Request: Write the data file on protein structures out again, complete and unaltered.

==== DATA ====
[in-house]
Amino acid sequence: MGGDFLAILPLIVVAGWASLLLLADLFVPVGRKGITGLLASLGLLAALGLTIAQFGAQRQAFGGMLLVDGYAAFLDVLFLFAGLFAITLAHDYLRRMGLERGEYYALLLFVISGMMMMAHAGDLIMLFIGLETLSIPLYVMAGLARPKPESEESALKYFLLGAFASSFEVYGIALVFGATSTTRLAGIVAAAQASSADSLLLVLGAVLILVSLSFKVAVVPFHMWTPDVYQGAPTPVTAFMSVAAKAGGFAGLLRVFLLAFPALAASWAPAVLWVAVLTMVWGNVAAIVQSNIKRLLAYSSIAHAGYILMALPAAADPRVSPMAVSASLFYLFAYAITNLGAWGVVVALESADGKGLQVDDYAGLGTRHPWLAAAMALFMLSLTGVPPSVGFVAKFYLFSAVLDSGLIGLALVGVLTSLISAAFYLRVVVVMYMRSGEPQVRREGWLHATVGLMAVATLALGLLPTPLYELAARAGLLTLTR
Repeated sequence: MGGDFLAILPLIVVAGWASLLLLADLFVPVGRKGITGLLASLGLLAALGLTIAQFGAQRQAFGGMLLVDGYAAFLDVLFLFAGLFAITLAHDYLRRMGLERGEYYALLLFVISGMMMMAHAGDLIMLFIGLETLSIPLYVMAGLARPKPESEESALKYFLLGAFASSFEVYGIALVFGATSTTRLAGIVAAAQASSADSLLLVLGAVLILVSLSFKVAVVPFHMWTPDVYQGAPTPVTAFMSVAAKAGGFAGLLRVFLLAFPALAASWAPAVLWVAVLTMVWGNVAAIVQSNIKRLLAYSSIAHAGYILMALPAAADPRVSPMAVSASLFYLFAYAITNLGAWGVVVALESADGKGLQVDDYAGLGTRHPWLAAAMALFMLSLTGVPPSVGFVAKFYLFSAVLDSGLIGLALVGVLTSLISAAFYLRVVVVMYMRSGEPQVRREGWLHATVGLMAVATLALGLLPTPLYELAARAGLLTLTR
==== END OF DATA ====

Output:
[in-house]
Amino acid sequence: MGGDFLAILPLIVVAGWASLLLLADLFVPVGRKGITGLLASLGLLAALGLTIAQFGAQRQAFGGMLLVDGYAAFLDVLFLFAGLFAITLAHDYLRRMGLERGEYYALLLFVISGMMMMAHAGDLIMLFIGLETLSIPLYVMAGLARPKPESEESALKYFLLGAFASSFEVYGIALVFGATSTTRLAGIVAAAQASSADSLLLVLGAVLILVSLSFKVAVVPFHMWTPDVYQGAPTPVTAFMSVAAKAGGFAGLLRVFLLAFPALAASWAPAVLWVAVLTMVWGNVAAIVQSNIKRLLAYSSIAHAGYILMALPAAADPRVSPMAVSASLFYLFAYAITNLGAWGVVVALESADGKGLQVDDYAGLGTRHPWLAAAMALFMLSLTGVPPSVGFVAKFYLFSAVLDSGLIGLALVGVLTSLISAAFYLRVVVVMYMRSGEPQVRREGWLHATVGLMAVATLALGLLPTPLYELAARAGLLTLTR
Repeated sequence: MGGDFLAILPLIVVAGWASLLLLADLFVPVGRKGITGLLASLGLLAALGLTIAQFGAQRQAFGGMLLVDGYAAFLDVLFLFAGLFAITLAHDYLRRMGLERGEYYALLLFVISGMMMMAHAGDLIMLFIGLETLSIPLYVMAGLARPKPESEESALKYFLLGAFASSFEVYGIALVFGATSTTRLAGIVAAAQASSADSLLLVLGAVLILVSLSFKVAVVPFHMWTPDVYQGAPTPVTAFMSVAAKAGGFAGLLRVFLLAFPALAASWAPAVLWVAVLTMVWGNVAAIVQSNIKRLLAYSSIAHAGYILMALPAAADPRVSPMAVSASLFYLFAYAITNLGAWGVVVALESADGKGLQVDDYAGLGTRHPWLAAAMALFMLSLTGVPPSVGFVAKFYLFSAVLDSGLIGLALVGVLTSLISAAFYLRVVVVMYMRSGEPQVRREGWLHATVGLMAVATLALGLLPTPLYELAARAGLLTLTR